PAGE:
Milk does a body good, but can you wear it? German microbiologist and fashion designer, Anke Domaske, says yes! She uses dried milk powder to create silky, soft QMilk fabric. She’s even incorporated the textile into her fashion label Mademoiselle Chi Chi, worn by celebrities including Ashlee Simpson and Mischa Barton.
What’s so great about milk-based fabric? QMilk relies on 100 percent natural fibers that feel as soft as silk. They boast thermo-bonding properties which makes them easy to combine with other natural fibers without the use of synthetic phenolic resins or plastics. What’s more, QMilk fibers contain natural antibiotic properties. The fibers are temperature regulating and even compostable.
Why did Domaske decide to utilize milk to create fabrics? It started with her quest to find chemically untreated clothes for her stepfather who suffered from cancer. But her “eureka” moment came after learning that Germany, alone, throws away more than two million tons of milk each year. Not suitable for human consumption, disposal of the milk requires an expensive process. Put another way, waste led to more waste.
Domaske’s concept of utilizing milk in innovative ways had predecessors. In the 1930s, German scientists worked to create useful products from milk protein. But World War II halted their progress. Their work remained largely forgotten until Domaske decided to start experimenting.
She set eco-friendly standards that previous experimenters did not, looking for processes that required little water and energy consumption. She also wanted to invent a system that resulted in no waste. Like other startups, she started humbly, although not in the garage but, rather, her kitchen. Over time, she built a lab that cost about 200 Euros. She bought all necessary supplies from the grocery store including a large jam thermometer to measure water temperature.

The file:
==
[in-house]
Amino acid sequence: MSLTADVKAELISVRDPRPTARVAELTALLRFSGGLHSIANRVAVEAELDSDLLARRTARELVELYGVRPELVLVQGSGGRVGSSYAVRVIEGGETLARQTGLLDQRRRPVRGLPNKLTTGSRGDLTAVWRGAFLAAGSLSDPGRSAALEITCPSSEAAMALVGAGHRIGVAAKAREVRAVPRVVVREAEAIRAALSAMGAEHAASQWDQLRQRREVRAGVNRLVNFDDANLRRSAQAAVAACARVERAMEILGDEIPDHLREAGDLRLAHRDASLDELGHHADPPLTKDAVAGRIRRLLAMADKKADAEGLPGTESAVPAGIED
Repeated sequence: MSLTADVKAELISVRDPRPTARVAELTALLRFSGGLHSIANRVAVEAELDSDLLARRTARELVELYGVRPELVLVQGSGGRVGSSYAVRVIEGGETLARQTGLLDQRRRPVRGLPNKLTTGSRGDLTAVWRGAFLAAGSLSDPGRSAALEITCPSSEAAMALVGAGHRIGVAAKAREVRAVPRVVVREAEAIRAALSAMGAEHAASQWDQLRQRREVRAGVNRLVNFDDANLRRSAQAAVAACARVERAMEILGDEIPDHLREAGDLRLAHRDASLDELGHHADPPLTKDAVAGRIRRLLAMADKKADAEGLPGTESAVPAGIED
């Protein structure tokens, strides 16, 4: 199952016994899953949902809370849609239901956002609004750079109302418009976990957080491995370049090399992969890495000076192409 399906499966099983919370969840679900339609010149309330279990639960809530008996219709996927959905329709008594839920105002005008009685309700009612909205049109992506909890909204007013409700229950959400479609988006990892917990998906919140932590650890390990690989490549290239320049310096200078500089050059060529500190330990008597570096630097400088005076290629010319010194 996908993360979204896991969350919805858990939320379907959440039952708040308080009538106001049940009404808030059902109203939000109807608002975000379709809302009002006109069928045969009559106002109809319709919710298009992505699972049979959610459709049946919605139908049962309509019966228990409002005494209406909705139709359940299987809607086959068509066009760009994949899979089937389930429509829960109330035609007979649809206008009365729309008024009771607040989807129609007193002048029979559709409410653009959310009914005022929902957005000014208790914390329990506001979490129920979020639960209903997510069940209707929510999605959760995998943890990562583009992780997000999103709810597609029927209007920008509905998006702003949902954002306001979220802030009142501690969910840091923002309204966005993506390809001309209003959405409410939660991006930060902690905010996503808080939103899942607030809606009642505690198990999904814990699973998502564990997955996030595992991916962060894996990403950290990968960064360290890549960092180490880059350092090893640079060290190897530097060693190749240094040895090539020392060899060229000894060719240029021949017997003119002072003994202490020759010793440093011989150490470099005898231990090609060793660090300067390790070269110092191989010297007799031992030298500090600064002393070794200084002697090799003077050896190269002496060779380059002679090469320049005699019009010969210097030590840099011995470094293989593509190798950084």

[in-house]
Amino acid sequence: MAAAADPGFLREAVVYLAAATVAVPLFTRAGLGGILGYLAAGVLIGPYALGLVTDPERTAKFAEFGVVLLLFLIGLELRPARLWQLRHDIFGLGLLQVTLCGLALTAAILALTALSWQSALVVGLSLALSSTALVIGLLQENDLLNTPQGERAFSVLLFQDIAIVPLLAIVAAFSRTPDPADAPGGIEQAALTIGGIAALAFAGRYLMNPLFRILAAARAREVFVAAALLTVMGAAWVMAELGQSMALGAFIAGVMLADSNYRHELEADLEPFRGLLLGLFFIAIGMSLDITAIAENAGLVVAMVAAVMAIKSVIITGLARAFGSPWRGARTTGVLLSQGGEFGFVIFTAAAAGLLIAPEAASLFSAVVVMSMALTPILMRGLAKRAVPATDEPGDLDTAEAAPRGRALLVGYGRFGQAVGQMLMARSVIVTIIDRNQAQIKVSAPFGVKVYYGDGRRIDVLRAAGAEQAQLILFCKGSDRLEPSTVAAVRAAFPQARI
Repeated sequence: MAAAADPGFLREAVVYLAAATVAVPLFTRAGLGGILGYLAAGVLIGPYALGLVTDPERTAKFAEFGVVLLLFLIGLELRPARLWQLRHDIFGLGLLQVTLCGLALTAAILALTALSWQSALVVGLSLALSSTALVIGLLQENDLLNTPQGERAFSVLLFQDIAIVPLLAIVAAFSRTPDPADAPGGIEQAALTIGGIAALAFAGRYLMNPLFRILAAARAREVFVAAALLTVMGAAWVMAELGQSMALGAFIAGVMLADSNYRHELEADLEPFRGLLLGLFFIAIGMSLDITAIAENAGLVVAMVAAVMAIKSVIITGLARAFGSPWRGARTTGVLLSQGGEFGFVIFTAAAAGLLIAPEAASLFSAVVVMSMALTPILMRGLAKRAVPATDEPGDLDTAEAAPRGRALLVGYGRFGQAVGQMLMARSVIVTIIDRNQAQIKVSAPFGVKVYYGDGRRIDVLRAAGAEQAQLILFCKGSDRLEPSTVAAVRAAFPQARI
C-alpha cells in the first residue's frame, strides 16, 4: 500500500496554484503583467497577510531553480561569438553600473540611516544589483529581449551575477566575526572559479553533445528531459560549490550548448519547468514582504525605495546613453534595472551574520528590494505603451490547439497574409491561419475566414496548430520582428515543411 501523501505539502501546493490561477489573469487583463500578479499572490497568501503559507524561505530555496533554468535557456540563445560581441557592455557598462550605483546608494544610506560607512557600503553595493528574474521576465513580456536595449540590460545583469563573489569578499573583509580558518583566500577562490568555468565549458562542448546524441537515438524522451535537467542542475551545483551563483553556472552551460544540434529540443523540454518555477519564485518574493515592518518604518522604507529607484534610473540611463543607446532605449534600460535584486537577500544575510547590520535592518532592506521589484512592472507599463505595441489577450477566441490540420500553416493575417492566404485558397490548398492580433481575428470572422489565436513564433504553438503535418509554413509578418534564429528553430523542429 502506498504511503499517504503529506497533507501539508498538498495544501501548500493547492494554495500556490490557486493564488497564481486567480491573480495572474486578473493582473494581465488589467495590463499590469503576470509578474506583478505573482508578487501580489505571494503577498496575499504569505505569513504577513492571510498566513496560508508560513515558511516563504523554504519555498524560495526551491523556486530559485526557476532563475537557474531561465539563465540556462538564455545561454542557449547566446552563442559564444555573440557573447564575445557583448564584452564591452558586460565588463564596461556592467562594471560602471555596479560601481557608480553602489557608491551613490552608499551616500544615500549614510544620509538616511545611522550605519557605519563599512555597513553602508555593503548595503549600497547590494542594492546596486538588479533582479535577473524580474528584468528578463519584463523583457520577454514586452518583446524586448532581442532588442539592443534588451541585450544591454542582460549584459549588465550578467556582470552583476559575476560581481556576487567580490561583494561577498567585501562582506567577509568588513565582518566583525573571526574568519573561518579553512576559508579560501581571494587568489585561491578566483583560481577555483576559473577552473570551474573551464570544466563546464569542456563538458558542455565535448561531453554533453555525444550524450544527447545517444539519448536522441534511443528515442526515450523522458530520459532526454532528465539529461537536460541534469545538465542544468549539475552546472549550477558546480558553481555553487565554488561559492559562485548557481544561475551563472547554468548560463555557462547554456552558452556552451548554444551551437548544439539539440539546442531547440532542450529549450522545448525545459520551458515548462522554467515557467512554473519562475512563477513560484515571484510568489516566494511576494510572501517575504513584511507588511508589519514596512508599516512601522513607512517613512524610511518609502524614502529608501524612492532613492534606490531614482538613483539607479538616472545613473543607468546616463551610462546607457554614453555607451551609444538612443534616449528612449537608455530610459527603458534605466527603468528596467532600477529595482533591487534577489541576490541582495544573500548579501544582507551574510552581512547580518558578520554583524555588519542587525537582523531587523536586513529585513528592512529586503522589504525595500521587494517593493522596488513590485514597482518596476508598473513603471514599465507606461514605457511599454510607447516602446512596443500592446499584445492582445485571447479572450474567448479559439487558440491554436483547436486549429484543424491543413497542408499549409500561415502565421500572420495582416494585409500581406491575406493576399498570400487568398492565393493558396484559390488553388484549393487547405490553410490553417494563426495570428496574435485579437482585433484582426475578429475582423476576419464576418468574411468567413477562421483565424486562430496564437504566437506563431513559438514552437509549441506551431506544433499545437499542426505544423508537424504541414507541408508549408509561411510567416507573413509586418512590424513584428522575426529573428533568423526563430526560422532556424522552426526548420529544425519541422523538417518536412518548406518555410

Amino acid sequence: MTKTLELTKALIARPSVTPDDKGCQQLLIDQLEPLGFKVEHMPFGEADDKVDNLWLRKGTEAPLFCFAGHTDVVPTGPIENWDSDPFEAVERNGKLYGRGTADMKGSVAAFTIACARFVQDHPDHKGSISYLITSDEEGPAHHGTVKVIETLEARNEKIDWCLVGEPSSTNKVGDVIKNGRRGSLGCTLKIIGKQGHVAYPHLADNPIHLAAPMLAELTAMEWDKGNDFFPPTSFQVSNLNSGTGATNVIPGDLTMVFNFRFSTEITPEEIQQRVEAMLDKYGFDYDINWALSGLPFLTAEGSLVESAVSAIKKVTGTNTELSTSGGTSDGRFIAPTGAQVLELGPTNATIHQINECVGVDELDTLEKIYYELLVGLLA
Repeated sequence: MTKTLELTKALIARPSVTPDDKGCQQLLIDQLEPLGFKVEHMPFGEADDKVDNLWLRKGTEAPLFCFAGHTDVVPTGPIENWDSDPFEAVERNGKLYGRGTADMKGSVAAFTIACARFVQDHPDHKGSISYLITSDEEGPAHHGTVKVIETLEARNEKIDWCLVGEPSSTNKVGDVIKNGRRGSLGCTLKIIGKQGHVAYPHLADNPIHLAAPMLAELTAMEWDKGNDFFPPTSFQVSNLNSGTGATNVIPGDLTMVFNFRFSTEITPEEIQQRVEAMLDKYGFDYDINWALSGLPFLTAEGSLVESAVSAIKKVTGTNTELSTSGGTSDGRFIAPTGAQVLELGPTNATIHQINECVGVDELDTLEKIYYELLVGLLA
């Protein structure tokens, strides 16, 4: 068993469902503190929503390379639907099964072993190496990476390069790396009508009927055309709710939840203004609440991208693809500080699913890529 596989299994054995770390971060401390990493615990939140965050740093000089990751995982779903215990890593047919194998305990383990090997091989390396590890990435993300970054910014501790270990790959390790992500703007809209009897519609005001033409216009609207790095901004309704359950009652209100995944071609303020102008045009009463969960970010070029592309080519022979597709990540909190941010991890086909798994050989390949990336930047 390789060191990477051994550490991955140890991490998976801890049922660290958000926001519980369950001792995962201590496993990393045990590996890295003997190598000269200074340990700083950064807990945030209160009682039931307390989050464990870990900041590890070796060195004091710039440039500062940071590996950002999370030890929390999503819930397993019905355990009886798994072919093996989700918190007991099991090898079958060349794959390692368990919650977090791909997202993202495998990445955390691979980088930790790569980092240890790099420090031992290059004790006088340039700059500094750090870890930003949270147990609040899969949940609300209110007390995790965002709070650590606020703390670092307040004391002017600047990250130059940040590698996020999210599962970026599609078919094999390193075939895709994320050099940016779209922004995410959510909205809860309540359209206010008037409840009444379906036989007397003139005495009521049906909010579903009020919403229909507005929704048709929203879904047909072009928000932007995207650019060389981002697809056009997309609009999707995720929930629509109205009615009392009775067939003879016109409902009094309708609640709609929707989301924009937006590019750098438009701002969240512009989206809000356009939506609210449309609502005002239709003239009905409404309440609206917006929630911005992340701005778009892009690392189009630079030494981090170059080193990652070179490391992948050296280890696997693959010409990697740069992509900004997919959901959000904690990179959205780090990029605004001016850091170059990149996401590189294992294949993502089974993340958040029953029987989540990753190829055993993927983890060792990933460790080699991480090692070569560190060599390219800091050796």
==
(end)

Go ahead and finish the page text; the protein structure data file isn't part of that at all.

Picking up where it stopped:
Despite starting out in her kitchen, she created a fabric that’s not only eco-friendly but quickly manufactured. Her patented, specially-designed spinning process makes the transformation from milk to clothes sustainable and green. According to Vogue, the clothes, “feature soft and sensuous lines and basic colors, enriched with elegant drapery.”
So, how much will a bovine-derived dress cost you? According to Domaske, six liters of milk (1.6 gallons of milk) can produce a dress costing between $175 to $250 euros. Not bad! Besides high-end fashion, Domaske is also working on a line of cosmetics and the world’s first 100% natural plastic—all derived from milk.
Pushing the Envelope on Milk Products
Besides fashionable threads, milk proteins make for great skincare products. QMilk’s line of earth-friendly cosmetics features natural peptides that Domaske claims protect and regulate skin. Since the products are 100 percent organic, they’re great for sensitive skin as they don’t contain chemicals and irritants such as glycerol and alcohol.
QMilk’s also working on a 100 percent biodegradable plastic. Naturally antibacterial, it composts in a few months with no telltale residue. It’s also flame retardant, low density, and skin-friendly. (Remember those cosmetics we discussed a little bit ago?) According to Naturally Organix, Domaske has created, “an organic polymer free of solvents, plasticizers, and adminids… so all conventional plastics from petroleum can be replaced.” In 2015, Domaske received the Green Tec Award for her groundbreaking research.
With a worldwide reputation for innovation, QMilk continues to redefine sustainability. Domaske’s eco-friendly fashion and skin care products are already setting a high standard for other companies looking to produce goods with a small carbon footprint and zero waste.
What’s more, QMilk’s foray into plastics comes at the perfect moment to address waste management issues around the world. Clearly, milk does more than a body good.
Odd Is Art
Do you also create with a unique medium? Share your strange creations and enter Deviant Art’s Unconventional Art Contest. You can win a trip for two to Orlando to join the Ripley Art team for a day—not to mention a slew of other exclusive prizes like a trip to LA and a chance for your work to be featured in Ripley’s Believe It or Not!
It’s easy: create some Odd Art inspired by our book, Odd Is Art. Using a mix of materials is encouraged. Ripley artists have used everything from duct tape to gunpowder, even milk like Anke Domaske. Just embrace the odd and create!
Ripley’s and Deviant Art’s Unconventional Art contest is open now through August 20th. Check out the official rules, prizing, and most importantly, inspiration.
By Engrid Barnett, contributor for Ripleys.com